The value of joint ventures

Delighted to be signing after long negotiations.


This is the third part of an occasional series on building tech businesses.

Joint ventures, or JVs, have been a terrific growth opportunity for us over the years. Yarris Technologies began small, as just an idea, above a shoe shop in Richmond, Melbourne. It was through JVs that we really built the business.

The first turning point was when we joint ventured with the owners of a very early Internet business. They brought their online business and we contributed the IT skills. That resulted in a very close partnership for many years and Jonathan and I were joint CEOs for a long time.  We built that one into a successful online business within the first year of operation. On the back of that we had something worthwhile which we took to the US in a JV. That was very exciting until the tragic death of our US partner. The next break was a big one, when Telstra invited us to enter a JV to transform telco network construction and maintenance. Other JVs followed.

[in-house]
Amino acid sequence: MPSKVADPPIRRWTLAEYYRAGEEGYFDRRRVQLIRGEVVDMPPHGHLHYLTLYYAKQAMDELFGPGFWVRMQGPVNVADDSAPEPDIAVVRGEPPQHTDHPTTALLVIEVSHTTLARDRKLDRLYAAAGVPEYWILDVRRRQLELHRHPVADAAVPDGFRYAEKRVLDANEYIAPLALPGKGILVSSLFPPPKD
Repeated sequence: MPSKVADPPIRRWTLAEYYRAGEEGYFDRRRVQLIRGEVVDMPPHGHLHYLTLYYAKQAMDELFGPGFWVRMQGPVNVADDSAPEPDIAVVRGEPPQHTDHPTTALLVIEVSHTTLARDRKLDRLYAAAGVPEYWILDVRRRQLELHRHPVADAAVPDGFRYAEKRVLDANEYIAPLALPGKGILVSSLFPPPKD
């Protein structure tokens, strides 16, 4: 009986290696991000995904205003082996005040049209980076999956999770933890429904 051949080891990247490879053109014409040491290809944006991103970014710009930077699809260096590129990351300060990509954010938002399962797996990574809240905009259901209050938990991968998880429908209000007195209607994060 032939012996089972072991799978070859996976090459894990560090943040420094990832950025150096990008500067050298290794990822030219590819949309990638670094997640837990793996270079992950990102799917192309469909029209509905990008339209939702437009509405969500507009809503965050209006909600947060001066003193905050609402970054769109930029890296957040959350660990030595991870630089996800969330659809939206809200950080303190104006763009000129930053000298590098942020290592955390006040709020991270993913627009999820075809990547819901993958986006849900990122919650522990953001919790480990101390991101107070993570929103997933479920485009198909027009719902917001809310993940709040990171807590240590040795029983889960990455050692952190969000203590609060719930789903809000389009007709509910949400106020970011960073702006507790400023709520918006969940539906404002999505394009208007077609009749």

We have two approaches to JVs. One is to form a JV company, agree a shareholder agreement and for each party to charge full rates for their services. That has worked well for us. The second approach is simpler – just having a contract where each party pays their basic costs and we each take an agreed transaction fee.

JVs are an excellent way to add the resources, skills and domain knowledge which you don’t possess yourself.

Key learnings:

  • Success is about teaming with others, and JVs are a great way to do that.
  • Having a written agreed business plan at the beginning is crucial.
  • I was surprised that large important companies were willing to partner with our little organisation, but they thought we had critical skills which they lacked. Don’t be afraid to ask.
  • Having an agreed buyout formula can avoid arguments down the track.

Interested in exploring Dazychain’s solutions?

Stay in the loop

Subscribe to our free newsletter.